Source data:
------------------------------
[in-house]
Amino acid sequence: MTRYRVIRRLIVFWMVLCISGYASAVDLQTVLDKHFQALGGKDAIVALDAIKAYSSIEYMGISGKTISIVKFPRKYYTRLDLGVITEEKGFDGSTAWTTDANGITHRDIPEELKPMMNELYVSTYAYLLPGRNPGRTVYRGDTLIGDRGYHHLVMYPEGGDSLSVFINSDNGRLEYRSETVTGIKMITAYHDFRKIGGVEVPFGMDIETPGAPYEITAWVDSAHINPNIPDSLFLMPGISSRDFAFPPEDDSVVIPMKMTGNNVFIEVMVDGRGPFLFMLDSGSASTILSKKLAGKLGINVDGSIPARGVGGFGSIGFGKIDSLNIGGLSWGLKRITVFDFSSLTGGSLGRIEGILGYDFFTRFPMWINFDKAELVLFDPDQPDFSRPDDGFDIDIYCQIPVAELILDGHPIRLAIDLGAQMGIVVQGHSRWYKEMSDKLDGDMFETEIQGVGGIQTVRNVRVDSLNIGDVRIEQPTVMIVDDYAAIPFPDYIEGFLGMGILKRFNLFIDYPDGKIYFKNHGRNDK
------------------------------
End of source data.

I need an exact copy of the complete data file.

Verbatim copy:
[in-house]
Amino acid sequence: MTRYRVIRRLIVFWMVLCISGYASAVDLQTVLDKHFQALGGKDAIVALDAIKAYSSIEYMGISGKTISIVKFPRKYYTRLDLGVITEEKGFDGSTAWTTDANGITHRDIPEELKPMMNELYVSTYAYLLPGRNPGRTVYRGDTLIGDRGYHHLVMYPEGGDSLSVFINSDNGRLEYRSETVTGIKMITAYHDFRKIGGVEVPFGMDIETPGAPYEITAWVDSAHINPNIPDSLFLMPGISSRDFAFPPEDDSVVIPMKMTGNNVFIEVMVDGRGPFLFMLDSGSASTILSKKLAGKLGINVDGSIPARGVGGFGSIGFGKIDSLNIGGLSWGLKRITVFDFSSLTGGSLGRIEGILGYDFFTRFPMWINFDKAELVLFDPDQPDFSRPDDGFDIDIYCQIPVAELILDGHPIRLAIDLGAQMGIVVQGHSRWYKEMSDKLDGDMFETEIQGVGGIQTVRNVRVDSLNIGDVRIEQPTVMIVDDYAAIPFPDYIEGFLGMGILKRFNLFIDYPDGKIYFKNHGRNDK